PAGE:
Can Georgia survive Georgia Tech’s option?
Again, a Bulldogs win (12 p.m. ET, ABC) should secure them a nice spot in any chaos-filled future pecking order. However, that will not be an easy task. Paul Johnson will be sure of that.

Can North Carolina State hit the over?
This may not be as consequential, but before the season, this space predicted the Wolfpack would exceed 7.5 wins this regular season, and a win over North Carolina (3:30 p.m. ET; ESPNU) is needed for that cause.

Lastly, remember folks, you won’t nod off late Thursday afternoon because turkey has an excess of tryptophan. Chicken actually has more per ounce. Rather, you simply ate too much of the fowl.

Monday’s Leftovers: Notre Dame on the precipice of a rare three-year stretch

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Thanks to its win Saturday over Navy, Notre Dame will have two chances to reach double digit victories this season. As Irish coach Brian Kelly pointed out after the 24-17 victory, reaching that mark for the second time in three years is not a common occurrence at Notre Dame. The last time the Irish achieved such success was at the peak of Lou Holtz’s career, never falling below 10 wins from 1988 to 1993.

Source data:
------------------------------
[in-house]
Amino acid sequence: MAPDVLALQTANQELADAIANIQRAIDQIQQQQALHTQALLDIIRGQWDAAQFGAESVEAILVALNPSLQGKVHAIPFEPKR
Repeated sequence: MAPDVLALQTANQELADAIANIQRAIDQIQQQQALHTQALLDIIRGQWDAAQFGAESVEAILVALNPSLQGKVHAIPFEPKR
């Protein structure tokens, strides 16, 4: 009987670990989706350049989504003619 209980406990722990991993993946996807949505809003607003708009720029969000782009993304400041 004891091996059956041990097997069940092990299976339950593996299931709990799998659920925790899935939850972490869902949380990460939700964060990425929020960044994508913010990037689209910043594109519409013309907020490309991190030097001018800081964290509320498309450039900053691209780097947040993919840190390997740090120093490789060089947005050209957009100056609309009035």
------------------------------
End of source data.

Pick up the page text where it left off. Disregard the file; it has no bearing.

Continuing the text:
“There’s a lot to play for, for these guys,” Kelly said. “[The seniors] have done an incredible job of leading us back to where we should be.”

If — and that two-letter word still looms large over this possibility — Notre Dame reaches 10 wins this season, it will actually be only the third time in program history to meet that mark twice in three seasons. Even though the Irish have played at least 11 games every season since 1969, only Holtz’s stretch and the 1973-74 seasons under Ara Parseghian qualify. (One exception: Notre Dame declined a bowl game in 1971 after finishing 8-2.)

While the 4-8 debacle in 2016 mitigates some of the luster of this distinction, realizing how infrequent such consistency is also underscores some of the outlier nature of last season.

Other coaches make inexplicable mistakes, too.

When the Midshipmen needed to gain five yards on their final drive, Navy head coach Ken Niumatalolo resorted to a halfback pass. To that point, his offense had converted four of five fourth-down attempts, falling barely a yard short on a fourth-and-five try on its first drive, stopped by Irish senior linebacker Greer Martini, naturally.